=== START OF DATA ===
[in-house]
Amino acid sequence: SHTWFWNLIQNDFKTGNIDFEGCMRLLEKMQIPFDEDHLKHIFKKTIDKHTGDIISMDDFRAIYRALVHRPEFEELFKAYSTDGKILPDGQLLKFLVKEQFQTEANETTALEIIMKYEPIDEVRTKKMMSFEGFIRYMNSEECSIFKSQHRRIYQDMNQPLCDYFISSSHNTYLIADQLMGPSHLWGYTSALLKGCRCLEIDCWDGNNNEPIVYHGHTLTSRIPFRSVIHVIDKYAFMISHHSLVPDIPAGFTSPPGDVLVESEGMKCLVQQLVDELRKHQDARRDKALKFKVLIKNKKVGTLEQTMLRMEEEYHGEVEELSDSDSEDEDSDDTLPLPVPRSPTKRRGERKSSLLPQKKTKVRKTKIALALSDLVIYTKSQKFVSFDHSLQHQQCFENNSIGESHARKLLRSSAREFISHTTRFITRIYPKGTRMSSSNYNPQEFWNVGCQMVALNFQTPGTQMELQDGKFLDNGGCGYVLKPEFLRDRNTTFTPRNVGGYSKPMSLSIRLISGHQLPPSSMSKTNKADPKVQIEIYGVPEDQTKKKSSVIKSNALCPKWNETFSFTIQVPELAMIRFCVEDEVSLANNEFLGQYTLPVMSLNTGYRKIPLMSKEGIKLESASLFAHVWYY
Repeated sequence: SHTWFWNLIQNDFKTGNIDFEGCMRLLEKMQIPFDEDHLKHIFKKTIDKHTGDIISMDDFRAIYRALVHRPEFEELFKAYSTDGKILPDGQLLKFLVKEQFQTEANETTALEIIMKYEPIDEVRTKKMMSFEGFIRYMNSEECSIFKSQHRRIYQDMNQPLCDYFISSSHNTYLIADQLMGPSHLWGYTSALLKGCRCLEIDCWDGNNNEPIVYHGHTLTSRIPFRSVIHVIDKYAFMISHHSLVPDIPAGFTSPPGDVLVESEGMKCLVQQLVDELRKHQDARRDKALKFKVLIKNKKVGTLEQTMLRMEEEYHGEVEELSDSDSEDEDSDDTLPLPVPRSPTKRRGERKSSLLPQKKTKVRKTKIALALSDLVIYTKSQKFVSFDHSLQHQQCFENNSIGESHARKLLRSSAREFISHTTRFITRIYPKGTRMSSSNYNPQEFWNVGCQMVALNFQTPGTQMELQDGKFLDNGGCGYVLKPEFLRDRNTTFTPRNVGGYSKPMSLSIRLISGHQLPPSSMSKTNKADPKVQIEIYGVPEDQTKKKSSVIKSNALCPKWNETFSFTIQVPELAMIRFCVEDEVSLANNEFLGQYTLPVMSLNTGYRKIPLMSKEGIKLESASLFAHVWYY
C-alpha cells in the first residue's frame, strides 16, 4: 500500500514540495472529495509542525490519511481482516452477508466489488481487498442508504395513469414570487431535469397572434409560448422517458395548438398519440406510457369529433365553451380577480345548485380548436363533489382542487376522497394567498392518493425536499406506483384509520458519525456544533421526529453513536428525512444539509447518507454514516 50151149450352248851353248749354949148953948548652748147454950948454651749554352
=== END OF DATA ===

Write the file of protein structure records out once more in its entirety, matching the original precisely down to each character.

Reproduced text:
[in-house]
Amino acid sequence: SHTWFWNLIQNDFKTGNIDFEGCMRLLEKMQIPFDEDHLKHIFKKTIDKHTGDIISMDDFRAIYRALVHRPEFEELFKAYSTDGKILPDGQLLKFLVKEQFQTEANETTALEIIMKYEPIDEVRTKKMMSFEGFIRYMNSEECSIFKSQHRRIYQDMNQPLCDYFISSSHNTYLIADQLMGPSHLWGYTSALLKGCRCLEIDCWDGNNNEPIVYHGHTLTSRIPFRSVIHVIDKYAFMISHHSLVPDIPAGFTSPPGDVLVESEGMKCLVQQLVDELRKHQDARRDKALKFKVLIKNKKVGTLEQTMLRMEEEYHGEVEELSDSDSEDEDSDDTLPLPVPRSPTKRRGERKSSLLPQKKTKVRKTKIALALSDLVIYTKSQKFVSFDHSLQHQQCFENNSIGESHARKLLRSSAREFISHTTRFITRIYPKGTRMSSSNYNPQEFWNVGCQMVALNFQTPGTQMELQDGKFLDNGGCGYVLKPEFLRDRNTTFTPRNVGGYSKPMSLSIRLISGHQLPPSSMSKTNKADPKVQIEIYGVPEDQTKKKSSVIKSNALCPKWNETFSFTIQVPELAMIRFCVEDEVSLANNEFLGQYTLPVMSLNTGYRKIPLMSKEGIKLESASLFAHVWYY
Repeated sequence: SHTWFWNLIQNDFKTGNIDFEGCMRLLEKMQIPFDEDHLKHIFKKTIDKHTGDIISMDDFRAIYRALVHRPEFEELFKAYSTDGKILPDGQLLKFLVKEQFQTEANETTALEIIMKYEPIDEVRTKKMMSFEGFIRYMNSEECSIFKSQHRRIYQDMNQPLCDYFISSSHNTYLIADQLMGPSHLWGYTSALLKGCRCLEIDCWDGNNNEPIVYHGHTLTSRIPFRSVIHVIDKYAFMISHHSLVPDIPAGFTSPPGDVLVESEGMKCLVQQLVDELRKHQDARRDKALKFKVLIKNKKVGTLEQTMLRMEEEYHGEVEELSDSDSEDEDSDDTLPLPVPRSPTKRRGERKSSLLPQKKTKVRKTKIALALSDLVIYTKSQKFVSFDHSLQHQQCFENNSIGESHARKLLRSSAREFISHTTRFITRIYPKGTRMSSSNYNPQEFWNVGCQMVALNFQTPGTQMELQDGKFLDNGGCGYVLKPEFLRDRNTTFTPRNVGGYSKPMSLSIRLISGHQLPPSSMSKTNKADPKVQIEIYGVPEDQTKKKSSVIKSNALCPKWNETFSFTIQVPELAMIRFCVEDEVSLANNEFLGQYTLPVMSLNTGYRKIPLMSKEGIKLESASLFAHVWYY
C-alpha cells in the first residue's frame, strides 16, 4: 500500500514540495472529495509542525490519511481482516452477508466489488481487498442508504395513469414570487431535469397572434409560448422517458395548438398519440406510457369529433365553451380577480345548485380548436363533489382542487376522497394567498392518493425536499406506483384509520458519525456544533421526529453513536428525512444539509447518507454514516 50151149450352248851353248749354949148953948548652748147454950948454651749554352